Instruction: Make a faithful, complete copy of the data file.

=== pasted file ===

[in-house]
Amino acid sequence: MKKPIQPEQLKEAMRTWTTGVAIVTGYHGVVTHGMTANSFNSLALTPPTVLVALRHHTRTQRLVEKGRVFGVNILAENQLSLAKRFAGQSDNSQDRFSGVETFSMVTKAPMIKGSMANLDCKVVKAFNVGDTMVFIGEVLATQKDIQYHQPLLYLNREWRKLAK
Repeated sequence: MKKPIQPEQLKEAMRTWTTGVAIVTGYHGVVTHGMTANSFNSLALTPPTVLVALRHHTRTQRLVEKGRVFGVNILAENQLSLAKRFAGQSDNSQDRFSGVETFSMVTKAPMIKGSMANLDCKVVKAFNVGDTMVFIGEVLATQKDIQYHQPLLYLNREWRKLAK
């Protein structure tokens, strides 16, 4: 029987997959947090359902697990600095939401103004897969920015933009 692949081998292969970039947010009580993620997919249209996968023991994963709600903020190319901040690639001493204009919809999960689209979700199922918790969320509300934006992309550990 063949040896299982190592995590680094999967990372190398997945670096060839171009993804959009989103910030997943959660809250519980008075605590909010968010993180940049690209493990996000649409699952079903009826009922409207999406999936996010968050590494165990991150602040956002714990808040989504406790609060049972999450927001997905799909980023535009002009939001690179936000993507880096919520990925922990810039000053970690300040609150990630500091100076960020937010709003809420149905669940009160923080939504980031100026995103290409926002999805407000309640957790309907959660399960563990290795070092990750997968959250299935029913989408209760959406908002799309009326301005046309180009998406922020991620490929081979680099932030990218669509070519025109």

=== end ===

[in-house]
Amino acid sequence: MKKPIQPEQLKEAMRTWTTGVAIVTGYHGVVTHGMTANSFNSLALTPPTVLVALRHHTRTQRLVEKGRVFGVNILAENQLSLAKRFAGQSDNSQDRFSGVETFSMVTKAPMIKGSMANLDCKVVKAFNVGDTMVFIGEVLATQKDIQYHQPLLYLNREWRKLAK
Repeated sequence: MKKPIQPEQLKEAMRTWTTGVAIVTGYHGVVTHGMTANSFNSLALTPPTVLVALRHHTRTQRLVEKGRVFGVNILAENQLSLAKRFAGQSDNSQDRFSGVETFSMVTKAPMIKGSMANLDCKVVKAFNVGDTMVFIGEVLATQKDIQYHQPLLYLNREWRKLAK
């Protein structure tokens, strides 16, 4: 029987997959947090359902697990600095939401103004897969920015933009 692949081998292969970039947010009580993620997919249209996968023991994963709600903020190319901040690639001493204009919809999960689209979700199922918790969320509300934006992309550990 063949040896299982190592995590680094999967990372190398997945670096060839171009993804959009989103910030997943959660809250519980008075605590909010968010993180940049690209493990996000649409699952079903009826009922409207999406999936996010968050590494165990991150602040956002714990808040989504406790609060049972999450927001997905799909980023535009002009939001690179936000993507880096919520990925922990810039000053970690300040609150990630500091100076960020937010709003809420149905669940009160923080939504980031100026995103290409926002999805407000309640957790309907959660399960563990290795070092990750997968959250299935029913989408209760959406908002799309009326301005046309180009998406922020991620490929081979680099932030990218669509070519025109």